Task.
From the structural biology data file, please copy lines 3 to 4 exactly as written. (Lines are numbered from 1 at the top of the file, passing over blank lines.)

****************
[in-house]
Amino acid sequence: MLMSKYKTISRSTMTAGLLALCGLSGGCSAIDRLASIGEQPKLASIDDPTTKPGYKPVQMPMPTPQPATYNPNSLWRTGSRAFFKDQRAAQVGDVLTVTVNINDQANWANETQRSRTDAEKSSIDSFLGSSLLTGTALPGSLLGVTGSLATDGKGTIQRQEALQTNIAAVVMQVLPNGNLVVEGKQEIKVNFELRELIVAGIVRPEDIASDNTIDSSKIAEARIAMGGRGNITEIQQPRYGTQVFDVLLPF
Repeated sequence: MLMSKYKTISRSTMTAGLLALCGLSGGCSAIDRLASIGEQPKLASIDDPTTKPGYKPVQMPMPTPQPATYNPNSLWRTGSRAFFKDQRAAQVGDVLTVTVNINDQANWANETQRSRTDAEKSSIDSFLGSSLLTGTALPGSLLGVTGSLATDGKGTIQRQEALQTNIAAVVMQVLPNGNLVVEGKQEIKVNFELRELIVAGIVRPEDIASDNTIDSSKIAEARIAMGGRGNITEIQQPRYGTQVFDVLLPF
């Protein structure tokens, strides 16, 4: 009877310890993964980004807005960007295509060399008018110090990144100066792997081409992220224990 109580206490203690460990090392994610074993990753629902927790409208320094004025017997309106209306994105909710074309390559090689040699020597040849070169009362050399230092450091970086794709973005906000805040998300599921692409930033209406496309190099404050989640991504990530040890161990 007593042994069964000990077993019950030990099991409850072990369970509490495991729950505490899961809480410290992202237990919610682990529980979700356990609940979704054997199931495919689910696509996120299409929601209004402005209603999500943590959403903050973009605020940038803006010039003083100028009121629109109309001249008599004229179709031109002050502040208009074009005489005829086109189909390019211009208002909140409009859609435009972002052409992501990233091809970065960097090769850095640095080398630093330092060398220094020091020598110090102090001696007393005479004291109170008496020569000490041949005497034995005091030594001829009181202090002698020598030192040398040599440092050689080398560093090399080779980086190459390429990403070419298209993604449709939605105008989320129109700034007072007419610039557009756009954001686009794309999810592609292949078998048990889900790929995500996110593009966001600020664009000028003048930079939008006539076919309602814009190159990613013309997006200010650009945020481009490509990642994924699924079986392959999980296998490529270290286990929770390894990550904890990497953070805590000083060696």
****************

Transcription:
Repeated sequence: MLMSKYKTISRSTMTAGLLALCGLSGGCSAIDRLASIGEQPKLASIDDPTTKPGYKPVQMPMPTPQPATYNPNSLWRTGSRAFFKDQRAAQVGDVLTVTVNINDQANWANETQRSRTDAEKSSIDSFLGSSLLTGTALPGSLLGVTGSLATDGKGTIQRQEALQTNIAAVVMQVLPNGNLVVEGKQEIKVNFELRELIVAGIVRPEDIASDNTIDSSKIAEARIAMGGRGNITEIQQPRYGTQVFDVLLPF
């Protein structure tokens, strides 16, 4: 009877310890993964980004807005960007295509060399008018110090990144100066792997081409992220224990 109580206490203690460990090392994610074993990753629902927790409208320094004025017997309106209306994105909710074309390559090689040699020597040849070169009362050399230092450091970086794709973005906000805040998300599921692409930033209406496309190099404050989640991504990530040890161990 007593042994069964000990077993019950030990099991409850072990369970509490495991729950505490899961809480410290992202237990919610682990529980979700356990609940979704054997199931495919689910696509996120299409929601209004402005209603999500943590959403903050973009605020940038803006010039003083100028009121629109109309001249008599004229179709031109002050502040208009074009005489005829086109189909390019211009208002909140409009859609435009972002052409992501990233091809970065960097090769850095640095080398630093330092060398220094020091020598110090102090001696007393005479004291109170008496020569000490041949005497034995005091030594001829009181202090002698020598030192040398040599440092050689080398560093090399080779980086190459390429990403070419298209993604449709939605105008989320129109700034007072007419610039557009756009954001686009794309999810592609292949078998048990889900790929995500996110593009966001600020664009000028003048930079939008006539076919309602814009190159990613013309997006200010650009945020481009490509990642994924699924079986392959999980296998490529270290286990929770390894990550904890990497953070805590000083060696």